The 8.5 oz pork loin set ($22.50) is the middle road between the smallest (5.7 oz for $18) and the largest (1lb for $31.50). Trust me, this is a hearty portion.

The 8.5 oz pork loin set ($22.50) is the middle road between the smallest (5.7 oz for $18) and the largest (1 lb for $31.50). Trust me, this is a hearty portion.

Your hunger level will determine the size you choose. I order the Goldilocks portion of 8.5 oz (basically half a pound) – not too big and not too small. When it arrives, I am shook. This is massive for one person, but I gulp and hope I won’t die.

I take a bite … and experience pure and absolute bliss as I sink into my chair. My eyes dart around the room looking for Charlotte’s web because man, this is some pig! Both the juicy cutlet’s interior and its fluffy fried exterior are just remarkably well done.

Pure flake. I was told they brought the La Tour bread back to their Sapporo locations for testing and found that it was better than what they were sourcing in Hokkaido. If La Tour were to expand operations to Japan, they would immediately use them.

Pure flake. I’m told they brought Honolulu’s La Tour Bakehouse bread back to their Sapporo locations for testing and found that it was better than what they were sourcing in Hokkaido.

There are several reasons why this tonkatsu is superior. Tamafuji uses jyukusei pork loin that has matured for 15 days, allowing the meat to become tender and the juices to concentrate, enhancing the flavor. They also make their own panko breadcrumbs, by aging La Tour Bakehouse pullman loaves for four days and pulverizing them as needed. Additionally, the blend of oil is proprietary and the katsu is fried in large copper pots for even cooking.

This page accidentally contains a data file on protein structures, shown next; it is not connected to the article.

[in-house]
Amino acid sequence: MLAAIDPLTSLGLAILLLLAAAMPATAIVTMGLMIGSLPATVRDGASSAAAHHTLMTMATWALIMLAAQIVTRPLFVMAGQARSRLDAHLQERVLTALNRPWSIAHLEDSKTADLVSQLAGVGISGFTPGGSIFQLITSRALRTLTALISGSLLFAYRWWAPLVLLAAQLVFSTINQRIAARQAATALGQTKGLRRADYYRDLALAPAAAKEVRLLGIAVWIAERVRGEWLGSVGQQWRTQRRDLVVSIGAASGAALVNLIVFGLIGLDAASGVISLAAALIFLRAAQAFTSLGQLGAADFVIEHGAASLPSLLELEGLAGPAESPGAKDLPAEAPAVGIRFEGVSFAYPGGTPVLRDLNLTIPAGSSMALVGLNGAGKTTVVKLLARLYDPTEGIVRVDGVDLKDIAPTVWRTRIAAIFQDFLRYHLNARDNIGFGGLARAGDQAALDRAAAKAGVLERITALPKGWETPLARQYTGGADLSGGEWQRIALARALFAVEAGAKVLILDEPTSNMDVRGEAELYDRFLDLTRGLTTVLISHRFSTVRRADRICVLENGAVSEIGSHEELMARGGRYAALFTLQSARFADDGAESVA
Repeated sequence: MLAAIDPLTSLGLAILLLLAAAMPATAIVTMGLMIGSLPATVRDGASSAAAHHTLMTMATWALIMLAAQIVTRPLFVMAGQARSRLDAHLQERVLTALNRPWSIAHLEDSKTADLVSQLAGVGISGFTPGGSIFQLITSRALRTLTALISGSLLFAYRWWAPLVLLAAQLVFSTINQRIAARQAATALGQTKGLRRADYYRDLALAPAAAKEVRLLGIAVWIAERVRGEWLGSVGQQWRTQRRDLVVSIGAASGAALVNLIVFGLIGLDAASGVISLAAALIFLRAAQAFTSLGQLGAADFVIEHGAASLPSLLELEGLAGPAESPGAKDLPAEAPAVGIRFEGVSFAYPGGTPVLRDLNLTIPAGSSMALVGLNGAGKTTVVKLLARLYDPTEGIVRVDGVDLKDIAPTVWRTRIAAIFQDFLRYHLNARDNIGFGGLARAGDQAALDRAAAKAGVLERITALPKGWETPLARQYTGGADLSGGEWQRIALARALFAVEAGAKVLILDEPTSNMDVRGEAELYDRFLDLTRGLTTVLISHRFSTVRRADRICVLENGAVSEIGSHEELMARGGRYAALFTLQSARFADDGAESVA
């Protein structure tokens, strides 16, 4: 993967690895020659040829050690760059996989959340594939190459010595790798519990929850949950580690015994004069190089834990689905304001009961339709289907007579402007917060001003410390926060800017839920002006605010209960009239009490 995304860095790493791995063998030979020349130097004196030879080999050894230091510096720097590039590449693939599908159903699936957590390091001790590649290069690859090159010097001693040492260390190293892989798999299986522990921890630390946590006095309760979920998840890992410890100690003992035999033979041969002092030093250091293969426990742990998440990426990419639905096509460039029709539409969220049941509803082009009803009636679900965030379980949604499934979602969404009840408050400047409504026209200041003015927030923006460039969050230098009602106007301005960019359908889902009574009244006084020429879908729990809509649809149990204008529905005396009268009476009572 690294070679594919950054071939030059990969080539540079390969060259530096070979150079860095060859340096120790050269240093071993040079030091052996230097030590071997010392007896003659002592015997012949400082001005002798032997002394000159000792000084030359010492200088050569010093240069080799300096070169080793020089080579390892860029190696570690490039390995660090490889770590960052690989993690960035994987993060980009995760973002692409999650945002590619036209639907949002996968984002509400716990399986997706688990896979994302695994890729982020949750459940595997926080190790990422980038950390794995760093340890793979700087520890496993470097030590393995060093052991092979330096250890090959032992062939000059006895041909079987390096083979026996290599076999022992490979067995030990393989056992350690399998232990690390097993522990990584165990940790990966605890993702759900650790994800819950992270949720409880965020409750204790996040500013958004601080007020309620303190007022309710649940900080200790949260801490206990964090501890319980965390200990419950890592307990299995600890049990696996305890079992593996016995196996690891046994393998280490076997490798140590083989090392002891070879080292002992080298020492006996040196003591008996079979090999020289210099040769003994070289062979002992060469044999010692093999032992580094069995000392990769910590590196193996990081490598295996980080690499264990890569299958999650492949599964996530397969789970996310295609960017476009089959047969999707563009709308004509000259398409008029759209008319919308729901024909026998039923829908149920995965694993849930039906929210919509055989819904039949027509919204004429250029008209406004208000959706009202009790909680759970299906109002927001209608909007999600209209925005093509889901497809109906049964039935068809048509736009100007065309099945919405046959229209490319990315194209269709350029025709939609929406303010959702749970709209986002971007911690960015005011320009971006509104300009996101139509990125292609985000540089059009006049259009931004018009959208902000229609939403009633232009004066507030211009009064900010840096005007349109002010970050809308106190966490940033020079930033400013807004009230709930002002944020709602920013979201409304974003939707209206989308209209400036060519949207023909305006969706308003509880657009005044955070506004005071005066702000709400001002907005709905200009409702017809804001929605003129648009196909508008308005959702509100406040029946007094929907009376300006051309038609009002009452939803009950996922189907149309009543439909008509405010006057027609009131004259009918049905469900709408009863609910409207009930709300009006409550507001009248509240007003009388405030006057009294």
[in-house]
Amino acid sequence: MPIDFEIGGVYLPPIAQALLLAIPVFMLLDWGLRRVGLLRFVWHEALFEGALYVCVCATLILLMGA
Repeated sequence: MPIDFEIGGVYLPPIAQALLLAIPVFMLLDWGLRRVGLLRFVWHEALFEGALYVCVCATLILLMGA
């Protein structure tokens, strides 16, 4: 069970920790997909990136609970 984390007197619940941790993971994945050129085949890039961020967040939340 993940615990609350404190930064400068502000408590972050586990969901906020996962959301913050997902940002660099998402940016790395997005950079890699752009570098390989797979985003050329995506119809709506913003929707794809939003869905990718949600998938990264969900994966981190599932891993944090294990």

My second bite is as blissful as the first. This thick slab of pork is cooked perfectly end to end and there is virtually no toughness. The breading sticks very well to the pork.

The tonkatsu sando ($10.50) uses a piece of pork tenderloin, which is almost as soft as the bread that surrounds it.

The tonkatsu sandwich ($10.50) uses a piece of pork tenderloin that’s almost as soft as the bread.

Why is it that tonkatsu sandwiches are so appealing? I mean, I order one knowing I already have half a pound of pork on my ticket. The tenderloin is basted in tonkatsu sauce before it’s cocooned in the same soft pullman bread with the crusts cut off – very Japanese. The verdict? I could eat these all day long.

This is what I call thicc.

This is what I call thick.

Unfortunately same cannot be said about longtime katsu king Tonkatsu Ginza Bairin. Compared to Bairin, Tamafuji’s katsu is juicier, porkier and delicately crispier. Both suffer from a soggy bottom, but that is to be expected when steam and crispy food cross paths.

Plus, your dollar goes farther on Kapahulu than at Bairin. Bairin’s 180g (6.3 oz) thick-cut tonkatsu set runs you $24, while the equivalent set is $19.50 at Tamafuji.

Tonkatsu Ginza Bairin's 180g thick-cut loin set is $24, while Tamafuji's is just $19.50.

Tonkatsu Ginza Bairin’s 180g thick-cut loin set is $24, while Tamafuji’s is just $19.50.

As a longtime fan of Bairin, I am shocked to declare there’s a new katsu king in town and his name is Tamafuji.

Tonkatsu Tamafuji
449 Kapahulu Avenue
Hee Hing Plaza, second floor
922-1212
Monday 5:00-9:30 p.m.
Wednesday – Friday 5:00-9:30 p.m.
Saturday – Sunday 11 a.m. – 2:30 p.m. and 5:00-9:30 p.m.
Closed Tuesday
Validated parking
http://tamafuji.do-kyu.com/ (Japanese website)